The Foster Grandparent Program is a volunteer program that offers seniors age 60 and older a paid non-taxable stipend to serve as mentors, tutors and caregivers for children and youth with special needs.
It takes a lot to raise a child, and Foster Grandparents are here to help.
of free services provided by CSM Foster Grandparents
Hours of Service Provided
CSM Foster Grandparents
Special needs children served in seven counties
In-kind contributions received
About the Program
Since its conception over three decades ago, the Foster Grandparent Program has provided young and old the chance to grow together. Together, nearly 24,000 older Americans volunteer as Foster Grandparents. They give care and attention every day to more than 80,000 children and youth with special needs.
The Foster Grandparent Program is a volunteer program that offers seniors age 60 and older a paid non-taxable stipend to serve as mentors, tutors, and caregivers for children and youth with special needs.
The Stipend is non-taxable. It is not included in any income calculations relating to receipt of any other benefits by the Foster Grandparent.
Foster Grandparents Are a Valuable Asset to their Communities
According to Corporation for National and Community Service statistics, please consider the following:
87 percent of children and youth report showing a lot or fair amount of improvement in their academic performance since establishing a relationship with a Foster Grandparent.
66 percent of children and youth report having kept out of trouble a lot or a fair amount since establishing a relationship with a Foster Grandparent.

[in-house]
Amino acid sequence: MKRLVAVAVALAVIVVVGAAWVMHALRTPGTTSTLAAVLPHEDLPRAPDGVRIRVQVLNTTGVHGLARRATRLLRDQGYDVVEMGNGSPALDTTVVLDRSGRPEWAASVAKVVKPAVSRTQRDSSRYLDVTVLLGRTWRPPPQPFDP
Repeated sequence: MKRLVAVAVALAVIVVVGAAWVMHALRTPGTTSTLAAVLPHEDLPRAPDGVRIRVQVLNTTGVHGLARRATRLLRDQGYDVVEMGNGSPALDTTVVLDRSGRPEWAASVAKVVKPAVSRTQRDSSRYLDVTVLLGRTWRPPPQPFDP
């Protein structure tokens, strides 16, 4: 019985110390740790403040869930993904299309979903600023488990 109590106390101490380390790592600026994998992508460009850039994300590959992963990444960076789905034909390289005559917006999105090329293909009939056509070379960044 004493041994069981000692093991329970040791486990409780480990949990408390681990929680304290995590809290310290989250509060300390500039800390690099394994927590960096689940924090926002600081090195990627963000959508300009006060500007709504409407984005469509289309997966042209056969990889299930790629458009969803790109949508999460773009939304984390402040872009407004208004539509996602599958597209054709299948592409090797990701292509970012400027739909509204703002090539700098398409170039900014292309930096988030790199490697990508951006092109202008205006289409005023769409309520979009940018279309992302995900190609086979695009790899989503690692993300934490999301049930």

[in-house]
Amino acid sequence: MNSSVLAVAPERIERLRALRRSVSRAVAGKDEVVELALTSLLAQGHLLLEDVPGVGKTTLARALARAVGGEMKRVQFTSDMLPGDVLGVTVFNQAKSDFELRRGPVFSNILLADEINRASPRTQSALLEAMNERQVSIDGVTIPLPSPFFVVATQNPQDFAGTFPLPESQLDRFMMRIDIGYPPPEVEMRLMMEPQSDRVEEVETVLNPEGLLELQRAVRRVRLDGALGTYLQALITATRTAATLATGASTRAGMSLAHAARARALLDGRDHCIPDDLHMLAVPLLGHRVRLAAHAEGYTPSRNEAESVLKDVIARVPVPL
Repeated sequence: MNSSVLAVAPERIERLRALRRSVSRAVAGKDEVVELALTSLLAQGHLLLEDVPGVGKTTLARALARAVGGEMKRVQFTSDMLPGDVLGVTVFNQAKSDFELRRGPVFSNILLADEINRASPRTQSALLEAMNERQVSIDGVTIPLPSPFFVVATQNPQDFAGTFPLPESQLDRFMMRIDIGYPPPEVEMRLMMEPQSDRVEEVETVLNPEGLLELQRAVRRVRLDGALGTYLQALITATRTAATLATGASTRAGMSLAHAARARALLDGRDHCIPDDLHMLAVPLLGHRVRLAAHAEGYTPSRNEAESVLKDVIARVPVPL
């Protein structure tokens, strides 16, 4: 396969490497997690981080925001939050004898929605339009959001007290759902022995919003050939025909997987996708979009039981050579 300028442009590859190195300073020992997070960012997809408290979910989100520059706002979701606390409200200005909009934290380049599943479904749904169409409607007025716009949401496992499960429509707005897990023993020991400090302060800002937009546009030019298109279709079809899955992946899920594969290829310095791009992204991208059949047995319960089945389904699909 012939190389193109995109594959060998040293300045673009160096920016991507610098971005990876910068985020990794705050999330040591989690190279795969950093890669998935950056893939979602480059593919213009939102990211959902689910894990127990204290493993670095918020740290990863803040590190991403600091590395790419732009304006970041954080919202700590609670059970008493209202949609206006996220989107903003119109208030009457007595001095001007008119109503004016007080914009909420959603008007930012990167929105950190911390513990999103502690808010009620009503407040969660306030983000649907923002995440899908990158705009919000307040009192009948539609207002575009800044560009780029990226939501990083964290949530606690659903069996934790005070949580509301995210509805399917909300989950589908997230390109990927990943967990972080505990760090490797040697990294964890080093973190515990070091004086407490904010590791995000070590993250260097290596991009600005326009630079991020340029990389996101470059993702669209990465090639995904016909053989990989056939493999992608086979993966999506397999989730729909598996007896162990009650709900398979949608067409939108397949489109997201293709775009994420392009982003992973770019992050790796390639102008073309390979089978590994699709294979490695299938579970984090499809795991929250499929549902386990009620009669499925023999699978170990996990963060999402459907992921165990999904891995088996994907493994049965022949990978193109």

Foster Grandparents work with children and youth who have special needs which may include: Developmental Disability, Emotional Disorder, Hearing Impairment, Learning Disability, Language Disorder, Mental Retardation, Orthopedic Impairment, Physical Disability, Speech Impairment.
58 percent of children and youth report showing a lot or a fair amount of improvement in their school attendance habits since establishing a relationship with a Foster Grandparent.
66 percent of children and youth report reducing risky behaviors a lot or a fair amount since establishing a relationship with a Foster Grandparent.
90 percent of children and youth report showing a lot or a fair amount of improvement in their self-image since establishing a relationship with a Foster Grandparent.
Building Bridges Across Generations
Foster Grandparents serve 20 hours per week in community-based organizations such as elementary schools, hospitals, daycare programs, after-school programs, and Head Start programs.
Foster Grandparents tutor elementary school students to improve reading skills, offer emotional support to children who have been abused and neglected, mentor troubled teenagers and young mothers, and care for infants and children with physical and developmental disabilities.
In the process, they strengthen communities by providing youth services that community budgets cannot afford and by building bridges across generations.
The Benefits of the FGP Program
Express Energy Plan
The Foster Grandparent Program plays a very important role in the Energy Express Program. The program is a six-week learning experience for children living in rural and low-income communities. Some of the activities for "grannies" may include but are not limited to: friend, grandparent, tutor, mentor, role model, experienced helper, active listener, and companion.
Benefits to Foster Grandparents
The Foster Grandparent Program helps seniors obtain and receive annual physical exams, daily meals while in service, transportation, a stipend, accident insurance,
pre-service orientation, in-service monthly training, annual recognition, and long-term relationships with children.
In the past year, ten Foster Grandparents were placed at various sites throughout McDowell and Mercer Counties for 20 hours a week to provide one-on-one assistance to 40 children in read aloud activities, participating with family style meals, helping children with art activities, listening to children read and sharing their special interests.
Participation in Summer Activities
Having Foster Grandparent Volunteers involved in summer activities will help these children maintain their reading levels and keep them from falling behind their peers. This intervention will also allow them the opportunity to receive nutritional family-style meals that will improve social competencies resulting in improved self-care.